Lawmaker: GOP should take page from Trump on budget

A leading House conservative suggested Thursday that GOP leaders take a page out of Donald TrumpDonald John TrumpTrump reversed course on flavored e-cigarette ban over fear of job losses: report Trump to award National Medal of Arts to actor Jon Voight Sondland notified Trump officials of investigation push ahead of Ukraine call: report MORE’s playbook.

Rep. Raúl Labrador (R-Idaho) said Republicans should get tougher with President Obama and abandon the two-year budget deal the White House negotiated with former Speaker John BoehnerJohn Andrew BoehnerFrom learning on his feet to policy director Is Congress retrievable? Boehner reveals portrait done by George W. Bush MORE (R-Ohio).

He also suggested that Trump's success in the GOP primary shows that being tough appeals to the party's base.

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"This is why Donald Trump is doing so well. Because at least he knows how to negotiate. Our appropriators, our leadership, has absolutely no clue how to negotiate," Labrador said in response to a question from The Hill.

"Maybe they should read 'The Art of the Deal' and figure out how it is you negotiate big deals," he added sarcastically, referring to the real estate mogul's best-selling book.

House GOP leaders and appropriators are weighing their options for adopting a budget this year. Republicans will huddle Friday morning to discuss the way forward.

The majority of House Republicans voted against last year's budget accord. Those lawmakers aren't inclined to vote for the same spending outlines a few months later as a framework for appropriations bills this year.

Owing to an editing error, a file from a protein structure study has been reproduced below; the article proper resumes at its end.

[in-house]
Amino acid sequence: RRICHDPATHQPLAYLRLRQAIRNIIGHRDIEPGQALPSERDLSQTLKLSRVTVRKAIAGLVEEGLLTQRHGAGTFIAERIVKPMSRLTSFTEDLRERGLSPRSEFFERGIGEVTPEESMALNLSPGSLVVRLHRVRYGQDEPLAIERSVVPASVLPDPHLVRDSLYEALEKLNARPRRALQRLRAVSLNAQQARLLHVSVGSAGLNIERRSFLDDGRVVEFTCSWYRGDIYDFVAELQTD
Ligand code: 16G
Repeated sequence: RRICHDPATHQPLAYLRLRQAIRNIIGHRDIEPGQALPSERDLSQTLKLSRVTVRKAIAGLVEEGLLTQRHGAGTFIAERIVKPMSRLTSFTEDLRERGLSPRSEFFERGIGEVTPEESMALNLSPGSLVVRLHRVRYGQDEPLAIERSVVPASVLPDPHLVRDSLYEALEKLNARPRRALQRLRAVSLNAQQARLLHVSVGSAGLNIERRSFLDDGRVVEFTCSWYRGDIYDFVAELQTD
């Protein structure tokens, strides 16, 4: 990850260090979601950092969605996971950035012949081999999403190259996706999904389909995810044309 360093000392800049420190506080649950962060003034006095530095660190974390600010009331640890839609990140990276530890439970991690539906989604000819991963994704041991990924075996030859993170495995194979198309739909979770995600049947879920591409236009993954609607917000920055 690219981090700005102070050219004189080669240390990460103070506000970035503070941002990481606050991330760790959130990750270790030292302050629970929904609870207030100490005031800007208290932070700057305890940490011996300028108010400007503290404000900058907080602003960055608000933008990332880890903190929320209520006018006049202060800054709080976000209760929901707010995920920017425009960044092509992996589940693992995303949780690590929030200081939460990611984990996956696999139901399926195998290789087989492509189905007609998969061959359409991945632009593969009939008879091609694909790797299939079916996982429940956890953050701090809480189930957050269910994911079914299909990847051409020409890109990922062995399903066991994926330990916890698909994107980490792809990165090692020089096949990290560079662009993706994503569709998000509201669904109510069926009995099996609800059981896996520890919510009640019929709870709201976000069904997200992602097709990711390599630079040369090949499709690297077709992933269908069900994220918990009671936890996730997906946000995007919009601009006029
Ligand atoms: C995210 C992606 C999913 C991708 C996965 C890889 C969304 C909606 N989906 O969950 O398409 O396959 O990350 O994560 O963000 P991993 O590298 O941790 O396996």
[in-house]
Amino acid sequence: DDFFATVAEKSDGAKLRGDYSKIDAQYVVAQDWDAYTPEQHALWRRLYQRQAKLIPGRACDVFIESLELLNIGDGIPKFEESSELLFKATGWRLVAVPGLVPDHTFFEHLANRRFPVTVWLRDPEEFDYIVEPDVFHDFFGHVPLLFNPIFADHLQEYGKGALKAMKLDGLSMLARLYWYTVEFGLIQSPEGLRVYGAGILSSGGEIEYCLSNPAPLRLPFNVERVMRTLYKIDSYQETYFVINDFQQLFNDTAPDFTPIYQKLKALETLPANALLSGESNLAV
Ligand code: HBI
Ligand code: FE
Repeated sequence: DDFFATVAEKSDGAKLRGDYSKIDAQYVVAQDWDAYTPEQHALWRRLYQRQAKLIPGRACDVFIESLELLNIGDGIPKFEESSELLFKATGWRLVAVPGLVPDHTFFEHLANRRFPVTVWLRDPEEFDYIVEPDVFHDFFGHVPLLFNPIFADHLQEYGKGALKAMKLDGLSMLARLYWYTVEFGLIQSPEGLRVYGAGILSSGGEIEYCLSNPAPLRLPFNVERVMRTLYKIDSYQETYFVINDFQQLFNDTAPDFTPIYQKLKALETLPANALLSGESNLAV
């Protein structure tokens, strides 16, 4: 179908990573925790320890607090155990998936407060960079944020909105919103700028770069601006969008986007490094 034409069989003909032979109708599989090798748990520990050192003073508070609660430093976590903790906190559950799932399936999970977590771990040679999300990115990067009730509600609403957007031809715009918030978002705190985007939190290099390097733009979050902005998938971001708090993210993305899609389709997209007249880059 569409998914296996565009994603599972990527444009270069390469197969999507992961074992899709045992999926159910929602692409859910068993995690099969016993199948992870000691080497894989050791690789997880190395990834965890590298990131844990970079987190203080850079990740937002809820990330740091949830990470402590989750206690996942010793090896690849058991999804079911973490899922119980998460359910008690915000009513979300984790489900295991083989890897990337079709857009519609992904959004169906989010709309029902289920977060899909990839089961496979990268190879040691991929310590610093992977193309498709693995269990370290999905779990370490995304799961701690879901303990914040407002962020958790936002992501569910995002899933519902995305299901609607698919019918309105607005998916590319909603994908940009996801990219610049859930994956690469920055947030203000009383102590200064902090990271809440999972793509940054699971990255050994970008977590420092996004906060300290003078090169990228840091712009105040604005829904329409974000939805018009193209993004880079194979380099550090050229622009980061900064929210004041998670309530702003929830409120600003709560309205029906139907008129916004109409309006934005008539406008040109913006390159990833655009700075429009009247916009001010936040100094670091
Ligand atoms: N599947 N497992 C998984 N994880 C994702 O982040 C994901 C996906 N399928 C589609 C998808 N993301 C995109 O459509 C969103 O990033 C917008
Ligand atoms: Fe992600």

But adopting a more conservative budget that ignores the spending deal would make it tougher to pass spending bills that can clear the Senate, where Democrats still wield filibuster power.

And that could increase the chances that Congress will have to move an omnibus spending package.

Rep. Justin AmashJustin AmashTrump allies assail impeachment on process while House Democrats promise open hearings soon Hoyer: We are going to move as fast 'as the facts and truth dictate' on open hearings Conway spars with Wallace on whether White House will cooperate with impeachment inquiry after formal vote MORE (R-Mich.), a member of the conservative Freedom Caucus, insisted that Republicans should pass a budget resolution they as a party can rally around, noting that Congress has changed course on spending deals before.

"This idea that the number is set in stone and can’t be a Republican number is ridiculous. Let’s bring up a budget that Republicans can support," Amash said.